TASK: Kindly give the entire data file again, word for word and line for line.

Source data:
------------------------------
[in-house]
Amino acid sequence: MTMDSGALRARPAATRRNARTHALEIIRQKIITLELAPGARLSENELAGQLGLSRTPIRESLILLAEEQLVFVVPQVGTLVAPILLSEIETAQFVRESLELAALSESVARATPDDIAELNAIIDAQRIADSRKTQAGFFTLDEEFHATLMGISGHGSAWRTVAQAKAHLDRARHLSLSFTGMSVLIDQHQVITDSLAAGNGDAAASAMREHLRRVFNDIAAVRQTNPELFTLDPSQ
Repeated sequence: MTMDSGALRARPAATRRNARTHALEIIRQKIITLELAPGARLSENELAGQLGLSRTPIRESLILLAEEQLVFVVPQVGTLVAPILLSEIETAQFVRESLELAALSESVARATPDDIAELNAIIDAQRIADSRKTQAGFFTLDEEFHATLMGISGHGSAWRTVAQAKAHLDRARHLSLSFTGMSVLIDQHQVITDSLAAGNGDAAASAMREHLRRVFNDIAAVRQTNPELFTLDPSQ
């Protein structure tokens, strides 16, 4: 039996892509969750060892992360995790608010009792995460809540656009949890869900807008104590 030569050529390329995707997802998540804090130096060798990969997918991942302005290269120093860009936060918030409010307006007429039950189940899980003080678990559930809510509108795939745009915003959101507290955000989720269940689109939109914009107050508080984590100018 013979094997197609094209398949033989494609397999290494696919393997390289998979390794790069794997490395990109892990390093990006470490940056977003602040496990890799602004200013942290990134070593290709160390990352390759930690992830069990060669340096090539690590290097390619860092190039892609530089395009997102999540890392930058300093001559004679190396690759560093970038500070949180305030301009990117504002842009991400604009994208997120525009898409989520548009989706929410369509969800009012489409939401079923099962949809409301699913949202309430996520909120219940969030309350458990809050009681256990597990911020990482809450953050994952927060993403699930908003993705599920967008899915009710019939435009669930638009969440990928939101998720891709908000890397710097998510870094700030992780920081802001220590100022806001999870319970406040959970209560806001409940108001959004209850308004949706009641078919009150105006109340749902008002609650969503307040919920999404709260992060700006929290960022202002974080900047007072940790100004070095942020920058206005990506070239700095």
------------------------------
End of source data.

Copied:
[in-house]
Amino acid sequence: MTMDSGALRARPAATRRNARTHALEIIRQKIITLELAPGARLSENELAGQLGLSRTPIRESLILLAEEQLVFVVPQVGTLVAPILLSEIETAQFVRESLELAALSESVARATPDDIAELNAIIDAQRIADSRKTQAGFFTLDEEFHATLMGISGHGSAWRTVAQAKAHLDRARHLSLSFTGMSVLIDQHQVITDSLAAGNGDAAASAMREHLRRVFNDIAAVRQTNPELFTLDPSQ
Repeated sequence: MTMDSGALRARPAATRRNARTHALEIIRQKIITLELAPGARLSENELAGQLGLSRTPIRESLILLAEEQLVFVVPQVGTLVAPILLSEIETAQFVRESLELAALSESVARATPDDIAELNAIIDAQRIADSRKTQAGFFTLDEEFHATLMGISGHGSAWRTVAQAKAHLDRARHLSLSFTGMSVLIDQHQVITDSLAAGNGDAAASAMREHLRRVFNDIAAVRQTNPELFTLDPSQ
């Protein structure tokens, strides 16, 4: 039996892509969750060892992360995790608010009792995460809540656009949890869900807008104590 030569050529390329995707997802998540804090130096060798990969997918991942302005290269120093860009936060918030409010307006007429039950189940899980003080678990559930809510509108795939745009915003959101507290955000989720269940689109939109914009107050508080984590100018 013979094997197609094209398949033989494609397999290494696919393997390289998979390794790069794997490395990109892990390093990006470490940056977003602040496990890799602004200013942290990134070593290709160390990352390759930690992830069990060669340096090539690590290097390619860092190039892609530089395009997102999540890392930058300093001559004679190396690759560093970038500070949180305030301009990117504002842009991400604009994208997120525009898409989520548009989706929410369509969800009012489409939401079923099962949809409301699913949202309430996520909120219940969030309350458990809050009681256990597990911020990482809450953050994952927060993403699930908003993705599920967008899915009710019939435009669930638009969440990928939101998720891709908000890397710097998510870094700030992780920081802001220590100022806001999870319970406040959970209560806001409940108001959004209850308004949706009641078919009150105006109340749902008002609650969503307040919920999404709260992060700006929290960022202002974080900047007072940790100004070095942020920058206005990506070239700095």